Animal Farm by George Orwell: Russian History and Beyond
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Animal Farm by George Orwell: Russian History and Beyond

George Orwell's anti-utopian classic Animal Farm, labeled by the author as a "fairy story," has been said to explore Russian history in a very symbolic manner. However, fairy stories often have morals and ideas that can be applied to any person, and the ideas in Animal Farm can be applied to any society, considering its overall exploration of humanity's flaws and general disposition towards self-ruin.

George Orwell's novel Animal Farm tells the story of a group of animals living on Manor Farm that overthrow their human masters but ultimately fall to their appointed animal leaders, who become the monsters they were fighting. It is considered an anti-utopian novel due to its themes of humanity inevitably tainting its own world due to human nature, as opposed to utopian novels, which profess that humanity can create and live in a perfect world. Animal Farm, on one level, has been said to symbolically explore Russian history and society at the time the book was written, but this novel is truly timeless in that it can be taken to other levels and applied to any society.

In the beginning of the novel, an aging pig named Old Major reveals his ideas for a better society to the other animals, proclaiming that humanity is the one true enemy of animals, and that once humans have been expelled, animals will be able to live in a perfect world. In Russian history, Old Major represents Karl Marx, the father of Communism, and Vladimir Lenin, a Marxist revolutionary.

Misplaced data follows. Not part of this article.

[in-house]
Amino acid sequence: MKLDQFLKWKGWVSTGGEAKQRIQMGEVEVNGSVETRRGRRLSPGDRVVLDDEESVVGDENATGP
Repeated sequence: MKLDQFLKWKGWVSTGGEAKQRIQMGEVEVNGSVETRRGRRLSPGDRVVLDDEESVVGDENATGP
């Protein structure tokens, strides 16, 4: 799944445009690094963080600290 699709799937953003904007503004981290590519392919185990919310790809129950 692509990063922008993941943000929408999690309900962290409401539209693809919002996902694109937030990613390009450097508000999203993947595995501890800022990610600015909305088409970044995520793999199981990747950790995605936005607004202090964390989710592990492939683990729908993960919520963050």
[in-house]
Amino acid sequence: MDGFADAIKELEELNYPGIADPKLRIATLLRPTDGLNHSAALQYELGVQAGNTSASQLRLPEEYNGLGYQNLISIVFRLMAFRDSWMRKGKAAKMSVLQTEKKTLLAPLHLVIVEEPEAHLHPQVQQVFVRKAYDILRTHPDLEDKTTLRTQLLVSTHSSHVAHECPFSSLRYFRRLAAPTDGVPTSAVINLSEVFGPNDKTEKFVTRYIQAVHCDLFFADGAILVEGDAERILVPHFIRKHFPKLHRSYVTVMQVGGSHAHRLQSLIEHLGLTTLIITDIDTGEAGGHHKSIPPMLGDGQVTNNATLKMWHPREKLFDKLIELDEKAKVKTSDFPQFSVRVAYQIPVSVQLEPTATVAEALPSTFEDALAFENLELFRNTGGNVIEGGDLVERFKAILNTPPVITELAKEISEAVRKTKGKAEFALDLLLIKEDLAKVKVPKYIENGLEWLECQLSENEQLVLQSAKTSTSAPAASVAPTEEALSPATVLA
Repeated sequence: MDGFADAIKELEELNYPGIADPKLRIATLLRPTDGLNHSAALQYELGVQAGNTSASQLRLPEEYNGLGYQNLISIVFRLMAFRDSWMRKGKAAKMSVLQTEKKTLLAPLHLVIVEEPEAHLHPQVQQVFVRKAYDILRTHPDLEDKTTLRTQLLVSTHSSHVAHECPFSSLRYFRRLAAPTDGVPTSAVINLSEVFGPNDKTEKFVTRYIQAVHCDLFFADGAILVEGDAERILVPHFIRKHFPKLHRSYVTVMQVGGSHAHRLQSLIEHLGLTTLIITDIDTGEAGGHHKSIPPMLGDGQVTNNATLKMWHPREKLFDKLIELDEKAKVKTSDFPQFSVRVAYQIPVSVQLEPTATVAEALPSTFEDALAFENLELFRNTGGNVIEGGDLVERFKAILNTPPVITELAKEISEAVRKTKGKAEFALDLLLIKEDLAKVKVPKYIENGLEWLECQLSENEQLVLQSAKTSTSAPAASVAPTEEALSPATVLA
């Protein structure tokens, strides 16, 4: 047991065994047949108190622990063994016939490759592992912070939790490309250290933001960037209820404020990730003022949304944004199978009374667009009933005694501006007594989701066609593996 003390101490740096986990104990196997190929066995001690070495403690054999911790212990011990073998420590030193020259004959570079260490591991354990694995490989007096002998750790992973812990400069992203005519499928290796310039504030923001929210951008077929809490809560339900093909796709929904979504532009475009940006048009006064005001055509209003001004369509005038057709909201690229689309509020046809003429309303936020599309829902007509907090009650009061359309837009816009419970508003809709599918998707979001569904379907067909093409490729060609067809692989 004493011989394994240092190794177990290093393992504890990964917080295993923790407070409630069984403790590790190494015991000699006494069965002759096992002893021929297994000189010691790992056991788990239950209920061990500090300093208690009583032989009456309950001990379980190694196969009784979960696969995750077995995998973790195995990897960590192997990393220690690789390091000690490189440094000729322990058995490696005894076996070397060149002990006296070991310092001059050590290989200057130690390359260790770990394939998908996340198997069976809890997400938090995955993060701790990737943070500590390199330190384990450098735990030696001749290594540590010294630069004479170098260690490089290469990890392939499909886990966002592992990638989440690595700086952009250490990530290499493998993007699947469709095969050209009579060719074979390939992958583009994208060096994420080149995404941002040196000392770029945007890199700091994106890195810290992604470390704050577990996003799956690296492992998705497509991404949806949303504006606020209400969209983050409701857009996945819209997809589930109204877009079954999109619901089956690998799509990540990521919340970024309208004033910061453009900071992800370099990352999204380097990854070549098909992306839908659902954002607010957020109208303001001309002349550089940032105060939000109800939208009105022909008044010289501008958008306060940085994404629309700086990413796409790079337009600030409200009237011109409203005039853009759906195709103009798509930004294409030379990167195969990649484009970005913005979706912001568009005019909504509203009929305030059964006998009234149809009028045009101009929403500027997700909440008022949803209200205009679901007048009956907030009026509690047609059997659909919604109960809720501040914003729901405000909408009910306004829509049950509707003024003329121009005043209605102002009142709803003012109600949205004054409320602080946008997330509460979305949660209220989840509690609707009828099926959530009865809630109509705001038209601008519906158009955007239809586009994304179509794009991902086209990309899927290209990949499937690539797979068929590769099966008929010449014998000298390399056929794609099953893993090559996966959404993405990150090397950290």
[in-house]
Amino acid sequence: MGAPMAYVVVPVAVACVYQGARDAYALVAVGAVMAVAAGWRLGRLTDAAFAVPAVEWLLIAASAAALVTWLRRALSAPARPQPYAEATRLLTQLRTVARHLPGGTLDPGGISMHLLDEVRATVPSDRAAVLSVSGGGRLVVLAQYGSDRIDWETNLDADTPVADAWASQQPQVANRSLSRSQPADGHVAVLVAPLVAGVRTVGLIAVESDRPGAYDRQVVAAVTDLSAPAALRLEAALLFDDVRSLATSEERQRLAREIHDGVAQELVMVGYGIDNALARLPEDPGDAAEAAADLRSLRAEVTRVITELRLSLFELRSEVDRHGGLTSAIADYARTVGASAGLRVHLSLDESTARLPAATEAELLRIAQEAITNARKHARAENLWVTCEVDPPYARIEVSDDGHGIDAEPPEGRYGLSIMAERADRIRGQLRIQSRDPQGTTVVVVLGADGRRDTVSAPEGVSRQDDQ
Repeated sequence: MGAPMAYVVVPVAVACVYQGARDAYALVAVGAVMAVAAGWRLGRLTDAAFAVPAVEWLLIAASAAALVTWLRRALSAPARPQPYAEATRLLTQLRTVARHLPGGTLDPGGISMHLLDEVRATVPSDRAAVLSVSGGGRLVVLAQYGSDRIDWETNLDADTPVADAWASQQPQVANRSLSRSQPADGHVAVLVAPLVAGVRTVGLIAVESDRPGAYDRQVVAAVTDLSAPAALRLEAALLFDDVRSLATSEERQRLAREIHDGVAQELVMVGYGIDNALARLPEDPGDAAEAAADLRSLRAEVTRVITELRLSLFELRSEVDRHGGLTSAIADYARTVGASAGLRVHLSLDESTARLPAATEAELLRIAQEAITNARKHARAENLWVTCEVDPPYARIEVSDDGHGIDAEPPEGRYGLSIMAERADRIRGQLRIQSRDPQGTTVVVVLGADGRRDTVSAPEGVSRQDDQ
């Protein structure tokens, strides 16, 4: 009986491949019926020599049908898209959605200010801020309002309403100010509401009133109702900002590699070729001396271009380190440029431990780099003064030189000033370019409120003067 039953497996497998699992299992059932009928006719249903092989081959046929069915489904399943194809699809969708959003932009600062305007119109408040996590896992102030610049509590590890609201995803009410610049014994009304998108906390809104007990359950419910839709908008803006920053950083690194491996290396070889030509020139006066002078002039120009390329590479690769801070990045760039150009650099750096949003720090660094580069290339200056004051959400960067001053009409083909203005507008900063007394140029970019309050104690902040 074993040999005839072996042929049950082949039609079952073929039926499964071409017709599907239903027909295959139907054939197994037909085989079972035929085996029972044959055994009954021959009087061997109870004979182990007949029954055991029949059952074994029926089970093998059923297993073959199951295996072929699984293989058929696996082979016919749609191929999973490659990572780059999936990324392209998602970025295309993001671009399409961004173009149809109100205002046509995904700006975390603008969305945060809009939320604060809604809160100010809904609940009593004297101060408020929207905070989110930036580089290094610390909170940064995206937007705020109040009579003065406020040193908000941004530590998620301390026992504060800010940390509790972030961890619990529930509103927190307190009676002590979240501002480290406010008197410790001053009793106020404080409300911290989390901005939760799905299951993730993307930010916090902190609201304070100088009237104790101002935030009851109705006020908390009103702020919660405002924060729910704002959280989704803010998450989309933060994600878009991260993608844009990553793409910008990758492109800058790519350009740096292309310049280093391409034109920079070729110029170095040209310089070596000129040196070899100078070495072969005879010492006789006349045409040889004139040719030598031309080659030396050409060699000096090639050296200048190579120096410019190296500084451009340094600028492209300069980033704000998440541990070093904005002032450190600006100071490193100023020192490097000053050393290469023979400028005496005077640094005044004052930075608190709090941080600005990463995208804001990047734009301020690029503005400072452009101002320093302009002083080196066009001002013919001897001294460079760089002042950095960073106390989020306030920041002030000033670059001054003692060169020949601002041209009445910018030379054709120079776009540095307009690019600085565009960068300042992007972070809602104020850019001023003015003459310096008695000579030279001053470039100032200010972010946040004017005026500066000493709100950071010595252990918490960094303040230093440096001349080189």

After Old Major's death, the animals successfully overthrow the farm's owner, and two pigs, Snowball and Napoleon, struggle for leadership of the farm, with Napoleon eventually expelling Snowball and winning the struggle. Snowball is a representation of the Russian politician Leon Trotsky, while Napoleon is a representation of the Russian politician and eventual dictator Joseph Stalin.

Napoleon's charisma and propaganda win the other animals over for quite a while. The bulk of the animals are described as "stupider" and cannot comprehend what is really going on. This is a commentary on the "average citizens" of Russia. However, Napoleon's hidden agenda is eventually realized, and he becomes more and more human until finally, at the end of the novel, it becomes impossible to distinguish between the humans and the pig.

Animal Farm may have been intended to tell the story of Russia, but any society can be analyzed through these themes. It is not merely a commentary on Russia, but a commentary on humanity in general. Orwell's main message was that humanity will always find a way to fall victim to itself, and the vision of a perfect world embodied in utopian novels will never truly be realized. It is up to the reader to decide whether this is true, but Orwell makes a very convincing argument in Animal Farm.

Photo: Pig in mud 2 by Tmou, from stock.xchng 

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